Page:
Posted in Architecture-Centric Engineering, Architecture-Centric Practices, Conferences and Events, SATURN Conference
Tagged cloud computing, DevOps, microservices, SATURN 2015, SEI, software architecture, software architecture evaluation, software design, software development, software engineering
On Monday, April 27, before the start of SATURN 2015, a small group of 16 software engineers met to explore ideas around the emerging microservices architecture trend. Microservices have seen a rapid rise in popularity over the past year or so, and we thought it would make an interesting topic of discussion. Sam Newman’s book covers significant ground and yet there there are still many nuances that we don’t fully understand.
Jeromy Carriere, Rick Buskens, and Jack Greenfield, Google
Evolving Mission-Critical “Legacy” Systems, Rick Buskens
Buskens’s team is a multisite team that works on a suite of projects focused on Google’s internal structure, while others are external-facing and cloud. The infrastructure for running services at Google is built on Borg, a cluster-management system that runs hundreds of thousands of jobs across thousands of applications in clusters of tens of thousands of machines. Borg is an internal cloud infrastructure, whose users have many different needs; a service configuration specification called BCL (Borg Configuration Language) allows users to tell Borg what those needs are. Buskens’s team works on Borg Config, which interprets the service configuration for Borg; it manages the millions of jobs running each day. BorgCron works for scheduled and repeated tasks at Google scale.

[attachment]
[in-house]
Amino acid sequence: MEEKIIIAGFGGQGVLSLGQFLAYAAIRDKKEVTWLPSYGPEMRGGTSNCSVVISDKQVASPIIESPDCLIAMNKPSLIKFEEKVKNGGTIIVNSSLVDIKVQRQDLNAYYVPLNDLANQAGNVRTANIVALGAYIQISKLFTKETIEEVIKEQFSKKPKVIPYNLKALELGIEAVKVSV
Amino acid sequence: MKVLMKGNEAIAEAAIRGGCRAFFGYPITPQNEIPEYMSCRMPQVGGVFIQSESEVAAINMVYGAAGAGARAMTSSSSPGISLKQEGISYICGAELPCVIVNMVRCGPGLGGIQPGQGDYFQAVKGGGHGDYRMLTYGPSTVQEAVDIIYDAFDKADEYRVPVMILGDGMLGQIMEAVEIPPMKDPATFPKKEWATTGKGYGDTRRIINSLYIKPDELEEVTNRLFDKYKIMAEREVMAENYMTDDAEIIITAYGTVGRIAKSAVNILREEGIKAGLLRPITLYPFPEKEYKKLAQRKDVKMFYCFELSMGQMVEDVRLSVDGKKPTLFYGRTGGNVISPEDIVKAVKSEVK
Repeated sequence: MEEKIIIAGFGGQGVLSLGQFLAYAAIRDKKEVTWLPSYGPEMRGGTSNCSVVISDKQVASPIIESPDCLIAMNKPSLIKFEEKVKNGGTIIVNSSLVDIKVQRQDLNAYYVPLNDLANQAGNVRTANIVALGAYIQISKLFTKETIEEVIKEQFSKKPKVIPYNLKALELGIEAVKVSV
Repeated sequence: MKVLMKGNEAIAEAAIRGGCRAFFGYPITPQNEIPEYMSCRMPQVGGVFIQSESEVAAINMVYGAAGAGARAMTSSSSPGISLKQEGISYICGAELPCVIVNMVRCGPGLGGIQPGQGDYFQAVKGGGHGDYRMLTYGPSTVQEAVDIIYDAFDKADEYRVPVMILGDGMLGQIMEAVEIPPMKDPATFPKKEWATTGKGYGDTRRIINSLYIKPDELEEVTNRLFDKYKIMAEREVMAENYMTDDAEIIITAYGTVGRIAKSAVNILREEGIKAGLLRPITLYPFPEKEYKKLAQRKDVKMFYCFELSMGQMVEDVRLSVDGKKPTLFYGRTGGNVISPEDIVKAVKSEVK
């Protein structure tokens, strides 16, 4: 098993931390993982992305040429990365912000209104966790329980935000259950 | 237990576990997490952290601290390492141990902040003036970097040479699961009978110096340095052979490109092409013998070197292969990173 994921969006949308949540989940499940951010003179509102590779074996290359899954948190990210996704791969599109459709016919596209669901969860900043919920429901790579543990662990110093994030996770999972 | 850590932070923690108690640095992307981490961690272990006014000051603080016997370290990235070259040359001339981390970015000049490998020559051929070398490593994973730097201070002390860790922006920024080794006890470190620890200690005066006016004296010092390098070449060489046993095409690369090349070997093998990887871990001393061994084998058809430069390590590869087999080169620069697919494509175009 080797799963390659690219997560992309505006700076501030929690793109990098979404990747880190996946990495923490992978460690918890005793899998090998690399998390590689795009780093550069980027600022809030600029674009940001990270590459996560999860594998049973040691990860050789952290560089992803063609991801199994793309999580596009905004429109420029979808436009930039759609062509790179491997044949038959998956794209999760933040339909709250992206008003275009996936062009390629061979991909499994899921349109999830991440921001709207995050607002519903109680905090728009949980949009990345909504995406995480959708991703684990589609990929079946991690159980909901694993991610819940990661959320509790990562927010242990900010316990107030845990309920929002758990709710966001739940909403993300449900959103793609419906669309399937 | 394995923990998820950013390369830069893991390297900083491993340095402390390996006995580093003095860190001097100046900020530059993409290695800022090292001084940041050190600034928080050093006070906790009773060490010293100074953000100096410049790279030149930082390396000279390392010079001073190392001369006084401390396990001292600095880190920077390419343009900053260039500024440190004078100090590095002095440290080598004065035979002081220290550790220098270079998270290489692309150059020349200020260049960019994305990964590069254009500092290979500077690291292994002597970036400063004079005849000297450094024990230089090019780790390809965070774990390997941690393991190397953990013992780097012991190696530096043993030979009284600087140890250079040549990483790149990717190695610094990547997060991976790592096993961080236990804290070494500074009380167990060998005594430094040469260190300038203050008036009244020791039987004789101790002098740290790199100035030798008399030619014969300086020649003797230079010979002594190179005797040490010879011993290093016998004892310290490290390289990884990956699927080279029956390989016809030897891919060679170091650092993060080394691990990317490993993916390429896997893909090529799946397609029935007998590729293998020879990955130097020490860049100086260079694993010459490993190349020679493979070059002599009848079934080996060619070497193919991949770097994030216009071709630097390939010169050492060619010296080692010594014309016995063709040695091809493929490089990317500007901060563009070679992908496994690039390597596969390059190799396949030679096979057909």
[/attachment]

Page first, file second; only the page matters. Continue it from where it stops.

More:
Len Bass; Sascha Bates, Chef; Sam Newman, ThoughtWorks
by Jacob Tate, Mount St. Mary’s University
Len Bass, Sascha Bates, and Sam Newman started off the afternoon session with a presentation titled “DevOps: Essentials for Software Architects.” Dr. Bass introduced this session by explaining exactly what the speakers will mean by “DevOps.” He stated that after software architects or engineers finish their job, it often takes too long to get their code into production. DevOps is concerned with reducing the time from code completion to code production. Errors in code and miscommunication about which versions of which tools are being used are some of the biggest problems causing the process to be slow. We can speed up deployment by setting up an architecture so that development teams do not have to coordinate with each other; this coordination is where a lot of time is lost.
At SATURN 2015, the software architecture community will put microservices on trial.
Here is an abstract of this event, which will take place on Tuesday, April 28, from 5:00 to 6:00 pm:
Microservices architecture has emerged as a widely discussed style of building distributed web and internet systems. Proponents argue that this variant of service-oriented architecture (SOA) is well suited to address the challenges of cloud computing, scalability, increased flexibility, and complexity, among others.
But haven’t we seen this all before? Is there really anything new and interesting about microservices architecture? Or is this simply a case of history repeating itself, like the last time service-oriented architectures were all the rage?
Microservices architecture is hereby charged with being an attractive nuisance in the first degree. SATURN 2015 has recruited an expert panel of judges to debate the benefits and perils of microservices architecture and help you, the jury, learn the facts and determine the final verdict.